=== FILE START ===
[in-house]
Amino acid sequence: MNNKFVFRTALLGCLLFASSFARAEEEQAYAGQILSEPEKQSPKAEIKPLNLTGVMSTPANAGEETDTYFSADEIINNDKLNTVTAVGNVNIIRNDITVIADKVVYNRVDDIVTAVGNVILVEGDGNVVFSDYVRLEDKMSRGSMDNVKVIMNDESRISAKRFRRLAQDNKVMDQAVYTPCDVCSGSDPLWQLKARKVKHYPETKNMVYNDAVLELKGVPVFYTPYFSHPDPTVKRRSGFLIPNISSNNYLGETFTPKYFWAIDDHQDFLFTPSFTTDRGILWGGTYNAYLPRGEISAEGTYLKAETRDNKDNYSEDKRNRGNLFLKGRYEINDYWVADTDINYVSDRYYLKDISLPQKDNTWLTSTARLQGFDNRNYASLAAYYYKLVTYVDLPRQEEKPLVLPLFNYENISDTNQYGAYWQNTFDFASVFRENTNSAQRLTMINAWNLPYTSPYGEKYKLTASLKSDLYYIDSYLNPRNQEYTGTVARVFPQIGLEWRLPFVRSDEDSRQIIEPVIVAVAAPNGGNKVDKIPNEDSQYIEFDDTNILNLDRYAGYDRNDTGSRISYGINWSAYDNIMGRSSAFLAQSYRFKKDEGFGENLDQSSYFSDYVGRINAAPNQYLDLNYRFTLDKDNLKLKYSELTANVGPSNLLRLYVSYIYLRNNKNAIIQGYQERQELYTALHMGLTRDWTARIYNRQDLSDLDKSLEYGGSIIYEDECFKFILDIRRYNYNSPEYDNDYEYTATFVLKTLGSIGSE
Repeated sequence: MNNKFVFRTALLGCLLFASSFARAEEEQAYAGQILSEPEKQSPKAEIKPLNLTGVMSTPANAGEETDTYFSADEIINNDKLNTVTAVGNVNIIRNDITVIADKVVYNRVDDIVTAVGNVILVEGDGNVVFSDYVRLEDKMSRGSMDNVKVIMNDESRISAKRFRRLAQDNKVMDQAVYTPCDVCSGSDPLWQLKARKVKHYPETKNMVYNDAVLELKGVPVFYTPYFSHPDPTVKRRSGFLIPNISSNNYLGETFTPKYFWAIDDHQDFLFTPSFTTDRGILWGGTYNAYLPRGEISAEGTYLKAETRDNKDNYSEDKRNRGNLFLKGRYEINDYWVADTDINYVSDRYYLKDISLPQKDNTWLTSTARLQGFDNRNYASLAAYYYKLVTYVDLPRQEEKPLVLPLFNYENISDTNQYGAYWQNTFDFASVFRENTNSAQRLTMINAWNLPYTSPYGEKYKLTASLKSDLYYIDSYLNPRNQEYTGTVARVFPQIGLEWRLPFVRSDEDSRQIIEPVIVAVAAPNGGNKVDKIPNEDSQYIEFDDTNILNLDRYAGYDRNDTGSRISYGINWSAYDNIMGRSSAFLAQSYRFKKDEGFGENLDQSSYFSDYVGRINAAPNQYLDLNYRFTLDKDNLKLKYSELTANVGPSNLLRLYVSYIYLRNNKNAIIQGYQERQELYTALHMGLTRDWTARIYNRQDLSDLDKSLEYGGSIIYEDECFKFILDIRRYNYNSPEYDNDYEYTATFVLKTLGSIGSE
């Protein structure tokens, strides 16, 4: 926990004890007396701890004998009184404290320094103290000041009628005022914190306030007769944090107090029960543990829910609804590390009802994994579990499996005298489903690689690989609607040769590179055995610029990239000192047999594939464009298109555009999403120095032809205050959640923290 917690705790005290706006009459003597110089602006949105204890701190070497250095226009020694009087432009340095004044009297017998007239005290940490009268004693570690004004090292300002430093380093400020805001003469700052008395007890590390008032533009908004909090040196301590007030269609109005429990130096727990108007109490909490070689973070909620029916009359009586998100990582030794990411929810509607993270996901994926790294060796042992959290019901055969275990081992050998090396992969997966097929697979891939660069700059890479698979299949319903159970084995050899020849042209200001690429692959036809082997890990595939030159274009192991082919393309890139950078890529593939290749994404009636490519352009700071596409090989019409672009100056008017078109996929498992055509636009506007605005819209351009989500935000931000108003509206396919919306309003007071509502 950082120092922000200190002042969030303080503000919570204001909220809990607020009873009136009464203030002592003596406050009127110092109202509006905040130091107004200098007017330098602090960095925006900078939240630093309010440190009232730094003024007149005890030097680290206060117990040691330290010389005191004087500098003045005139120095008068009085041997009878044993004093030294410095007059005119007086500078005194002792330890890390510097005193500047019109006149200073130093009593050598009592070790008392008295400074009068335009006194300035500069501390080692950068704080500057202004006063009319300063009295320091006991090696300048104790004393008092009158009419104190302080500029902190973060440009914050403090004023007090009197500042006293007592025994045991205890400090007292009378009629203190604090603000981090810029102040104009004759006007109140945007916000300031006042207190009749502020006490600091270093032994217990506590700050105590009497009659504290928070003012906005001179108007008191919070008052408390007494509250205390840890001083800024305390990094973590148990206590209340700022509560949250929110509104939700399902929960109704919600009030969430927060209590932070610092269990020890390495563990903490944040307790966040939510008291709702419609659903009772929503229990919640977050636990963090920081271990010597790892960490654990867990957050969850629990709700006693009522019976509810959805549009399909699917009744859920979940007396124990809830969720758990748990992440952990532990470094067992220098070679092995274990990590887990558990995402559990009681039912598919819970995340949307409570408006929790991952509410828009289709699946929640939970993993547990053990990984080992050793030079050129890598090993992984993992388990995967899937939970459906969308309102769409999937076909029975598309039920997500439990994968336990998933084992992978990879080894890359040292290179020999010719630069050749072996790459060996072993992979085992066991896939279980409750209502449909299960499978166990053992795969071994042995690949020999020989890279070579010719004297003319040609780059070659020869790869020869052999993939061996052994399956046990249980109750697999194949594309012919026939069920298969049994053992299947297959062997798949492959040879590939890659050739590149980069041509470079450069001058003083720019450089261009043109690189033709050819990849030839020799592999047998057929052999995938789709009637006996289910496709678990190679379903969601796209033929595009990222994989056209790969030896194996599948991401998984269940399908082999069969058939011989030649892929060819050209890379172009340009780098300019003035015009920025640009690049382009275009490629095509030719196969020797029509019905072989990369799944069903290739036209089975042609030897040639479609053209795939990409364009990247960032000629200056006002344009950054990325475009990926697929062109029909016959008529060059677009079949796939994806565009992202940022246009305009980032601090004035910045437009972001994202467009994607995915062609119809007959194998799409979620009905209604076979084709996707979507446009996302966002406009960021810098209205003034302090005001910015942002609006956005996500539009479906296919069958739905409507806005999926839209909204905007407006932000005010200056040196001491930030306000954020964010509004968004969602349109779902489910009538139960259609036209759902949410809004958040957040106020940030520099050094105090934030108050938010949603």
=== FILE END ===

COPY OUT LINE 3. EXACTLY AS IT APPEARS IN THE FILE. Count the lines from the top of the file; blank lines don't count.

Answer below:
Repeated sequence: MNNKFVFRTALLGCLLFASSFARAEEEQAYAGQILSEPEKQSPKAEIKPLNLTGVMSTPANAGEETDTYFSADEIINNDKLNTVTAVGNVNIIRNDITVIADKVVYNRVDDIVTAVGNVILVEGDGNVVFSDYVRLEDKMSRGSMDNVKVIMNDESRISAKRFRRLAQDNKVMDQAVYTPCDVCSGSDPLWQLKARKVKHYPETKNMVYNDAVLELKGVPVFYTPYFSHPDPTVKRRSGFLIPNISSNNYLGETFTPKYFWAIDDHQDFLFTPSFTTDRGILWGGTYNAYLPRGEISAEGTYLKAETRDNKDNYSEDKRNRGNLFLKGRYEINDYWVADTDINYVSDRYYLKDISLPQKDNTWLTSTARLQGFDNRNYASLAAYYYKLVTYVDLPRQEEKPLVLPLFNYENISDTNQYGAYWQNTFDFASVFRENTNSAQRLTMINAWNLPYTSPYGEKYKLTASLKSDLYYIDSYLNPRNQEYTGTVARVFPQIGLEWRLPFVRSDEDSRQIIEPVIVAVAAPNGGNKVDKIPNEDSQYIEFDDTNILNLDRYAGYDRNDTGSRISYGINWSAYDNIMGRSSAFLAQSYRFKKDEGFGENLDQSSYFSDYVGRINAAPNQYLDLNYRFTLDKDNLKLKYSELTANVGPSNLLRLYVSYIYLRNNKNAIIQGYQERQELYTALHMGLTRDWTARIYNRQDLSDLDKSLEYGGSIIYEDECFKFILDIRRYNYNSPEYDNDYEYTATFVLKTLGSIGSE